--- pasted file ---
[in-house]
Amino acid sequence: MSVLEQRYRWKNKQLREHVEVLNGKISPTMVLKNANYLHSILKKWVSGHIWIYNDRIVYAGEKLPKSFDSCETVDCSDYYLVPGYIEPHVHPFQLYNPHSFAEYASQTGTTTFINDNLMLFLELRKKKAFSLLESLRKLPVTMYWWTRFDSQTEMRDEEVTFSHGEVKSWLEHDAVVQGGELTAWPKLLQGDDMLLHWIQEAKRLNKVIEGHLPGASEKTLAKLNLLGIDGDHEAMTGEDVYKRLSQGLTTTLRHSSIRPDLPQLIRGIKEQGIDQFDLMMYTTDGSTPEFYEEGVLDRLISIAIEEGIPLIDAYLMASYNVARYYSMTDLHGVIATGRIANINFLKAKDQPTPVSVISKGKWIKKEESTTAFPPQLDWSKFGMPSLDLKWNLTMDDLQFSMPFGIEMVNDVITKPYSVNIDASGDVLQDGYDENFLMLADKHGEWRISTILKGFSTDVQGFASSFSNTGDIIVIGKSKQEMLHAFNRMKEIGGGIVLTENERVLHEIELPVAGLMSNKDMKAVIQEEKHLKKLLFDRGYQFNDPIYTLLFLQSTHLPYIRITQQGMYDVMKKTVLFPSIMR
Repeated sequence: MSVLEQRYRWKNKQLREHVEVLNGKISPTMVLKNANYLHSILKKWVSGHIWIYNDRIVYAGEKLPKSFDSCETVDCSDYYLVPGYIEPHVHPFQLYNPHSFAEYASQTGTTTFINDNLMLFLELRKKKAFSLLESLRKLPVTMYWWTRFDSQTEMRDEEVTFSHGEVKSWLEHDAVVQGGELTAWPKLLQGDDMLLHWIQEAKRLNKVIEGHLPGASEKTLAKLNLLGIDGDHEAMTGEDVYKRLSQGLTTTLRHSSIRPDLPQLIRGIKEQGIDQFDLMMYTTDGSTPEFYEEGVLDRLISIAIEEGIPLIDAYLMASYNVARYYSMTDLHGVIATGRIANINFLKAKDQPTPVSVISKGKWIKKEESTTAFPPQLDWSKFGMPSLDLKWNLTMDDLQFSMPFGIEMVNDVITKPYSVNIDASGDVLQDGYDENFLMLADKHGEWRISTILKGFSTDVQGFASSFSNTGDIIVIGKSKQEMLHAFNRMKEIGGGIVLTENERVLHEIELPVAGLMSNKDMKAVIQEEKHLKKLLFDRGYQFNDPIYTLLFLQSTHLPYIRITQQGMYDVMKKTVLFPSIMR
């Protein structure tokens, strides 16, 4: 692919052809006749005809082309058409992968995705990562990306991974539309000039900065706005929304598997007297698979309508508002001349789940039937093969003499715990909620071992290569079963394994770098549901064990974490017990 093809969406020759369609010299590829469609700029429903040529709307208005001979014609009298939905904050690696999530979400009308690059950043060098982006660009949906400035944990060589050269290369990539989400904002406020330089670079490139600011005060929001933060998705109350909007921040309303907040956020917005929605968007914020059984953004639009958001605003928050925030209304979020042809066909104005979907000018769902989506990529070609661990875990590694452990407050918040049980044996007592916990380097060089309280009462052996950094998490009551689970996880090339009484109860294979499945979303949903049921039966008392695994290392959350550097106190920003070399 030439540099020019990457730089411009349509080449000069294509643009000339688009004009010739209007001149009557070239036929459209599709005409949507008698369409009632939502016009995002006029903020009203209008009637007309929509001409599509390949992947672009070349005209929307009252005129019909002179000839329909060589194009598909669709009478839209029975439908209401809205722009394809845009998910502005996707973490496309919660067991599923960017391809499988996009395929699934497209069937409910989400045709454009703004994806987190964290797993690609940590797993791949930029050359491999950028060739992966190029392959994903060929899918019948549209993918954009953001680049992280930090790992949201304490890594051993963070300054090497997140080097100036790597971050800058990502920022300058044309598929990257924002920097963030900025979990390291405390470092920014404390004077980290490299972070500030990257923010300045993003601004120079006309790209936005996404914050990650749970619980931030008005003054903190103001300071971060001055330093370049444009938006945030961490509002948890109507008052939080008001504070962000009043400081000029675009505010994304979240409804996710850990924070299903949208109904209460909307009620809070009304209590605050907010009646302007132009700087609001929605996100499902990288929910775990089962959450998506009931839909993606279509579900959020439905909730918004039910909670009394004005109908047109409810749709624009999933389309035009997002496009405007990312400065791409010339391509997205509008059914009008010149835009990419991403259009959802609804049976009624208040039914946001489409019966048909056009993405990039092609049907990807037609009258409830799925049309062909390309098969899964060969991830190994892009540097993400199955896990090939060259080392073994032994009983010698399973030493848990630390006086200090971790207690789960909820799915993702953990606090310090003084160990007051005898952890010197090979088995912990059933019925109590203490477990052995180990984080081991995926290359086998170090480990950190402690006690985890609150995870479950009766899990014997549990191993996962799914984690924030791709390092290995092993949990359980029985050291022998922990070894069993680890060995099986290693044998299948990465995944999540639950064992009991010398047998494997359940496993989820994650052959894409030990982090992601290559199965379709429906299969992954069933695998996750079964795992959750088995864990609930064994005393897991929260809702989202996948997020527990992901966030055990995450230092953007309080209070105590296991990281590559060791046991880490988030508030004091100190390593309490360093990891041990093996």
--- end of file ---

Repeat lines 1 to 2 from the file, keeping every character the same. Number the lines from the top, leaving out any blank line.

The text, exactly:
[in-house]
Amino acid sequence: MSVLEQRYRWKNKQLREHVEVLNGKISPTMVLKNANYLHSILKKWVSGHIWIYNDRIVYAGEKLPKSFDSCETVDCSDYYLVPGYIEPHVHPFQLYNPHSFAEYASQTGTTTFINDNLMLFLELRKKKAFSLLESLRKLPVTMYWWTRFDSQTEMRDEEVTFSHGEVKSWLEHDAVVQGGELTAWPKLLQGDDMLLHWIQEAKRLNKVIEGHLPGASEKTLAKLNLLGIDGDHEAMTGEDVYKRLSQGLTTTLRHSSIRPDLPQLIRGIKEQGIDQFDLMMYTTDGSTPEFYEEGVLDRLISIAIEEGIPLIDAYLMASYNVARYYSMTDLHGVIATGRIANINFLKAKDQPTPVSVISKGKWIKKEESTTAFPPQLDWSKFGMPSLDLKWNLTMDDLQFSMPFGIEMVNDVITKPYSVNIDASGDVLQDGYDENFLMLADKHGEWRISTILKGFSTDVQGFASSFSNTGDIIVIGKSKQEMLHAFNRMKEIGGGIVLTENERVLHEIELPVAGLMSNKDMKAVIQEEKHLKKLLFDRGYQFNDPIYTLLFLQSTHLPYIRITQQGMYDVMKKTVLFPSIMR